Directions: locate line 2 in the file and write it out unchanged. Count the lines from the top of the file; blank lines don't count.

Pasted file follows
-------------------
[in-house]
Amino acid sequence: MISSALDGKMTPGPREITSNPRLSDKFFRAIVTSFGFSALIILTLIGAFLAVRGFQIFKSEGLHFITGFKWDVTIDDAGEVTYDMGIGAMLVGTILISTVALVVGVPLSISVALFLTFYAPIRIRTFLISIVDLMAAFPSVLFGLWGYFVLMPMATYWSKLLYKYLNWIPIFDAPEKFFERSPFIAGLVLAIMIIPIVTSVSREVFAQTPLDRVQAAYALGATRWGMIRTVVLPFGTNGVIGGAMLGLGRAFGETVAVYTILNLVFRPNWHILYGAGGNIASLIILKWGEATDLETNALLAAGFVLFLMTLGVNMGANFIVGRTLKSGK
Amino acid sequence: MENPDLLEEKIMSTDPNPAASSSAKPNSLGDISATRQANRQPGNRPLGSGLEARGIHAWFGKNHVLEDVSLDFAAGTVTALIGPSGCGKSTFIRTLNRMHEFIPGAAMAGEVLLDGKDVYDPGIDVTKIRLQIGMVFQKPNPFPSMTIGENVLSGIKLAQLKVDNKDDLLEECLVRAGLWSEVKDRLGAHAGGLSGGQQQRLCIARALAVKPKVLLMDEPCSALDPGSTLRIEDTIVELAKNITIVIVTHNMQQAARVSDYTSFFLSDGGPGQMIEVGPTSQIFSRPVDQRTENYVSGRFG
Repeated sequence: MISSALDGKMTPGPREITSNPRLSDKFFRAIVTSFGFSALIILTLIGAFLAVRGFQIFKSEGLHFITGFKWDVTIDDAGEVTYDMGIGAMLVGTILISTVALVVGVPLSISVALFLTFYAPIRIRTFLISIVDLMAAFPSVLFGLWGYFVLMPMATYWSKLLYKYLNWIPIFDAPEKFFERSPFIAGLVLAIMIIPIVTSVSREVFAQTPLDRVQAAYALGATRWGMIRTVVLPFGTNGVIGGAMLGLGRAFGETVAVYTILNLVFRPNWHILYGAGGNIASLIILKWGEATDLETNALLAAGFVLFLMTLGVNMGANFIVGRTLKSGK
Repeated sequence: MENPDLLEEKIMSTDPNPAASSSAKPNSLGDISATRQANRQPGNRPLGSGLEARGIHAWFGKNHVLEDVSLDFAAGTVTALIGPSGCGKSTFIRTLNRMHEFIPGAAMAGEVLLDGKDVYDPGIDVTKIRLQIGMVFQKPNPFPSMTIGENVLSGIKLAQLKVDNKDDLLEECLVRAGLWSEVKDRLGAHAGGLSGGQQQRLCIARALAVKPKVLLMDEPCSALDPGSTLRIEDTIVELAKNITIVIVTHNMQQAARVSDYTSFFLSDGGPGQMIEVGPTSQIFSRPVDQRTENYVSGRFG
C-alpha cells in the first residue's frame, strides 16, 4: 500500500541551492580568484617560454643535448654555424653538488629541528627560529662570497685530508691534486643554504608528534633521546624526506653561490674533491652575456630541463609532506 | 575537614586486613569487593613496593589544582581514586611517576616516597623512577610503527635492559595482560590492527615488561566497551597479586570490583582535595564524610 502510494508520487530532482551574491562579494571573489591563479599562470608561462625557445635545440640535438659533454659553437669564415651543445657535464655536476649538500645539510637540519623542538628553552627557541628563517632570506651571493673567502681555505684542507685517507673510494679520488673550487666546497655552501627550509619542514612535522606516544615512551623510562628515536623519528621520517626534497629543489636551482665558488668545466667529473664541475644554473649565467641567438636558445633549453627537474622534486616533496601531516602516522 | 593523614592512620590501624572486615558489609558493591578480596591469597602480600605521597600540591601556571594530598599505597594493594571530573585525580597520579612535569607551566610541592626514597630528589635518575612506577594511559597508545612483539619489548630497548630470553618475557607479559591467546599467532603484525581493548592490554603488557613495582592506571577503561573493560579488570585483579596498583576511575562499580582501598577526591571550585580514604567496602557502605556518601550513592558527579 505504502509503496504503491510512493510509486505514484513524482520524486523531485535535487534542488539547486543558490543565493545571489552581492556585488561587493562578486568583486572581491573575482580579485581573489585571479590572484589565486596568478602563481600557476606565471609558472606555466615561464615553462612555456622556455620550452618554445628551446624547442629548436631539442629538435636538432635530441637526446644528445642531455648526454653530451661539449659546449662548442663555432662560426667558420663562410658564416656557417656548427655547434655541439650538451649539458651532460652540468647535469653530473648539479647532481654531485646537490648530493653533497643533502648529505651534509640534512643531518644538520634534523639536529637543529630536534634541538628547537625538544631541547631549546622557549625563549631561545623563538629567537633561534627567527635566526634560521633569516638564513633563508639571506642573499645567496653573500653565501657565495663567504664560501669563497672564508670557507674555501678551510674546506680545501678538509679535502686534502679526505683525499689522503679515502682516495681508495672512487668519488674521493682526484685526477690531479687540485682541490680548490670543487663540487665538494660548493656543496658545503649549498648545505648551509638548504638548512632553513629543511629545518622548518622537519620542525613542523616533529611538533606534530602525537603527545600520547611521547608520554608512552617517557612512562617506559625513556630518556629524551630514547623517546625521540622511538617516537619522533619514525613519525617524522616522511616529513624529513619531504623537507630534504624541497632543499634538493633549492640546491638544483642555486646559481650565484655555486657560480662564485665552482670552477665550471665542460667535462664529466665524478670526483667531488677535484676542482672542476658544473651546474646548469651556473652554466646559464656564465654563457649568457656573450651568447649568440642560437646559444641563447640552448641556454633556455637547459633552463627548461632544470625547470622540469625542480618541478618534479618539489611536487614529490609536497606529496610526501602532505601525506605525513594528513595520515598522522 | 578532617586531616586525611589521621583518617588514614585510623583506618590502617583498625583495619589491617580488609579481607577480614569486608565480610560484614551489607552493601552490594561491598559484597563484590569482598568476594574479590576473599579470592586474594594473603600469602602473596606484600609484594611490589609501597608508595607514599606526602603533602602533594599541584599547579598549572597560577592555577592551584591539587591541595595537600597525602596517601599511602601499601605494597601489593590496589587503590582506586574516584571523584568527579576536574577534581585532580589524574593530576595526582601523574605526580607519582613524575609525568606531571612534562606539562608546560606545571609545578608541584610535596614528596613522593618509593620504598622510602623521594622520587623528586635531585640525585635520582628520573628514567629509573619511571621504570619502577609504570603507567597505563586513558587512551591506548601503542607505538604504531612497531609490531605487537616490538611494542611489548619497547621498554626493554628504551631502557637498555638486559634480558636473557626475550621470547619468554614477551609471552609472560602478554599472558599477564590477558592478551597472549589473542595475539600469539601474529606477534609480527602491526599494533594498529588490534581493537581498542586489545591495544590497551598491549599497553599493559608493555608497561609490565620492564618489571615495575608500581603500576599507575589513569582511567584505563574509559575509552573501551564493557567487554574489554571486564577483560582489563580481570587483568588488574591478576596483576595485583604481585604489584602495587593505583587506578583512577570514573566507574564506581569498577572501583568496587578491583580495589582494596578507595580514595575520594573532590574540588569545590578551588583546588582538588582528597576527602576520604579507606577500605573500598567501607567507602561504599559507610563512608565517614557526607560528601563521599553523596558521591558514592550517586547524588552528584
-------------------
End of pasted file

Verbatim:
Amino acid sequence: MISSALDGKMTPGPREITSNPRLSDKFFRAIVTSFGFSALIILTLIGAFLAVRGFQIFKSEGLHFITGFKWDVTIDDAGEVTYDMGIGAMLVGTILISTVALVVGVPLSISVALFLTFYAPIRIRTFLISIVDLMAAFPSVLFGLWGYFVLMPMATYWSKLLYKYLNWIPIFDAPEKFFERSPFIAGLVLAIMIIPIVTSVSREVFAQTPLDRVQAAYALGATRWGMIRTVVLPFGTNGVIGGAMLGLGRAFGETVAVYTILNLVFRPNWHILYGAGGNIASLIILKWGEATDLETNALLAAGFVLFLMTLGVNMGANFIVGRTLKSGK